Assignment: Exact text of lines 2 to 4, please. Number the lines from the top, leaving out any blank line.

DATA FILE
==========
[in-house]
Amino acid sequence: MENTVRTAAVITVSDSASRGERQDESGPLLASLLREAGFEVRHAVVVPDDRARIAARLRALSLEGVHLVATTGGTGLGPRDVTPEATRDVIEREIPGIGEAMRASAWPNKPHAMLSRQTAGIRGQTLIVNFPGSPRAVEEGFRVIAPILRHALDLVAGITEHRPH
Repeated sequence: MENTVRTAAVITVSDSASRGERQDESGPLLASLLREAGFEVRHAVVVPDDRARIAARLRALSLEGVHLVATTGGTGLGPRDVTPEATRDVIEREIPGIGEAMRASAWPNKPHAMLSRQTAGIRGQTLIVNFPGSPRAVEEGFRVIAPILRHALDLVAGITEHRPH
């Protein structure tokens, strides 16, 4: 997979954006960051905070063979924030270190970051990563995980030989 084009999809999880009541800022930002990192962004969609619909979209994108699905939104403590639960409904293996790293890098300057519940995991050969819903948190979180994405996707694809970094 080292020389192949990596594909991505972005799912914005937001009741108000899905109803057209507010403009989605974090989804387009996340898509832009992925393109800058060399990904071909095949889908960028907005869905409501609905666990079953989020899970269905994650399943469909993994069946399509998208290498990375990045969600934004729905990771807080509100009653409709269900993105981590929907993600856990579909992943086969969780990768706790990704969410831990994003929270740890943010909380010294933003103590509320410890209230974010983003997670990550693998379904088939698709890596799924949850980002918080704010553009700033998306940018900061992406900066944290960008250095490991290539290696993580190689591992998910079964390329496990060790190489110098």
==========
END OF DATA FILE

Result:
Amino acid sequence: MENTVRTAAVITVSDSASRGERQDESGPLLASLLREAGFEVRHAVVVPDDRARIAARLRALSLEGVHLVATTGGTGLGPRDVTPEATRDVIEREIPGIGEAMRASAWPNKPHAMLSRQTAGIRGQTLIVNFPGSPRAVEEGFRVIAPILRHALDLVAGITEHRPH
Repeated sequence: MENTVRTAAVITVSDSASRGERQDESGPLLASLLREAGFEVRHAVVVPDDRARIAARLRALSLEGVHLVATTGGTGLGPRDVTPEATRDVIEREIPGIGEAMRASAWPNKPHAMLSRQTAGIRGQTLIVNFPGSPRAVEEGFRVIAPILRHALDLVAGITEHRPH
């Protein structure tokens, strides 16, 4: 997979954006960051905070063979924030270190970051990563995980030989 084009999809999880009541800022930002990192962004969609619909979209994108699905939104403590639960409904293996790293890098300057519940995991050969819903948190979180994405996707694809970094 080292020389192949990596594909991505972005799912914005937001009741108000899905109803057209507010403009989605974090989804387009996340898509832009992925393109800058060399990904071909095949889908960028907005869905409501609905666990079953989020899970269905994650399943469909993994069946399509998208290498990375990045969600934004729905990771807080509100009653409709269900993105981590929907993600856990579909992943086969969780990768706790990704969410831990994003929270740890943010909380010294933003103590509320410890209230974010983003997670990550693998379904088939698709890596799924949850980002918080704010553009700033998306940018900061992406900066944290960008250095490991290539290696993580190689591992998910079964390329496990060790190489110098």